20th-Century Journalists, Meet 21st-Century Intelligence

Traditional print journalism, it’s hard not to notice, seems to be on its deathbed… at least if you read the opinions of the many and varied pundits of the wired (or should that be wireless?) Web 2.0 world. The once-mighty newspapers are in rapid decline, and journalism doesn’t have quite the cachet – or job security – it used to.

Amid all the hooting and hollering about how much more relevant and timely the Web is, and scattered in among all the propaganda about “citizen journalists” and so forth lies a concern that is largely going unheeded by the young and technologically-hip: What are all the unemployed old-school journalists supposed to do, now?

I know it’s easy to be snarky, and suppose that most journalists are basically unskilled hacks who like to write, but discovered there’s no money in poetry. (I kid, I kid… a little.) Truth be told, most journalists are fairly skilled… at working to deadlines, following precise instructions, doing research, ferreting out facts, and producing carefully-formatted written summaries of their work. With the death of the traditional print media market, this leaves your typical journalist qualified to do what, exactly? Work the drive-thru at McDonalds?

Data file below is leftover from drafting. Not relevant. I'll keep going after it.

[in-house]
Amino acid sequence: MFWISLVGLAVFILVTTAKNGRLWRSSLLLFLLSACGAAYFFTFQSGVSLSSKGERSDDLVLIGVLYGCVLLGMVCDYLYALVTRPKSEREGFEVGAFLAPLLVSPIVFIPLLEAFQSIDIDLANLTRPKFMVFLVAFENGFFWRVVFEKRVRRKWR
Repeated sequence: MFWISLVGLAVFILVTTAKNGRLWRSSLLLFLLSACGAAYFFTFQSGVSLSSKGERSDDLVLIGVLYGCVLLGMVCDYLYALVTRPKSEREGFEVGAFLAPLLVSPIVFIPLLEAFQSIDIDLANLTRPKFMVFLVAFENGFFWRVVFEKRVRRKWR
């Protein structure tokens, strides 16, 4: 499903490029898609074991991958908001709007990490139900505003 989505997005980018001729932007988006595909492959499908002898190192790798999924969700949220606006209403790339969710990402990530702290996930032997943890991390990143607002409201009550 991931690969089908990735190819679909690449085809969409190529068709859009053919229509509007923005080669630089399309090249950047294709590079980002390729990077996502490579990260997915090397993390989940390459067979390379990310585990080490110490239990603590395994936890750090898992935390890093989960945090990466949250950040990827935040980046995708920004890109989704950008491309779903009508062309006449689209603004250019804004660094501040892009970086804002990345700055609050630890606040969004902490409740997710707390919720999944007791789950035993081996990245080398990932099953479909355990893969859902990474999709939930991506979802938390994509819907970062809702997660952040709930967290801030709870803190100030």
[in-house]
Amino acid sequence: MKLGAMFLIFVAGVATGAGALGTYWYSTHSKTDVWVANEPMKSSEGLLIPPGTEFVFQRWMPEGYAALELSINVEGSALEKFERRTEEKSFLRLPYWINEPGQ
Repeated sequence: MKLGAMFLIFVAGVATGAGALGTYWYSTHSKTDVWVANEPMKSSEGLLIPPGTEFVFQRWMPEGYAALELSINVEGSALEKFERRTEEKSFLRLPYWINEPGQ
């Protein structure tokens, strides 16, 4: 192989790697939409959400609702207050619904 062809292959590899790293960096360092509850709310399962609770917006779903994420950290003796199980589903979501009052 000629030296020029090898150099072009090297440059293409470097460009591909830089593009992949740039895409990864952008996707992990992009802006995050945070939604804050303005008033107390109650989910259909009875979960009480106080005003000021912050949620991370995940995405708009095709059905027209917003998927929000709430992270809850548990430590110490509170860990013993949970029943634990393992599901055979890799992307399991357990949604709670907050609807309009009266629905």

How about a better idea: Hire ’em as low-level intelligence collectors and analysts.

The intelligence community generates – I’m going to take a wild-ass guess here – several thousand intelligence requirements every day which can be filled through, basically, open-source intelligence collection. Most of this isn’t classified, and requires minimal skill to fulfill. Yet, I’d guess that a majority of these requirements are never met, or aren’t met in a timely fashion, because they’re too time-consuming for the available personnel to handle.

Solution? Put ex-journalists on the problem. Take a bunch of people with better-than-average communication skills, familiarity and experience doing research through Google, Lexis-Nexis, public records, et cetera, and no otherwise marketable skills, and put them to good use. Even if you want to be picky, there have got to be a couple thousand unemployed journalists out there who speak at least one foreign language and are desperate for work; pay ’em less than they were making writing for the newspapers, but more than they would make flipping burgers, and put them to work on the IC’s never-ending supply of OSINT requirements. (An FBI Special Agent starts out at what works out to be, roughly, $23 USD/hour; FBI analysts start around $15 USD/hour – GS7 – which is somewhat surprisingly a rough average pay rate four journalists these days. I’d say, start the recycled journos out at $10-11/hour – GS4 rates – or pay piecemeal, per task, as contract work.)

I’m sure it’ll never happen, but a person can dream, can’t they?

Published in: Geekiness, General, Security | on July 9th, 2009| 1 Comment »

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  1. On 7/9/2009 at 3:33 pm Web 2.0 Said:

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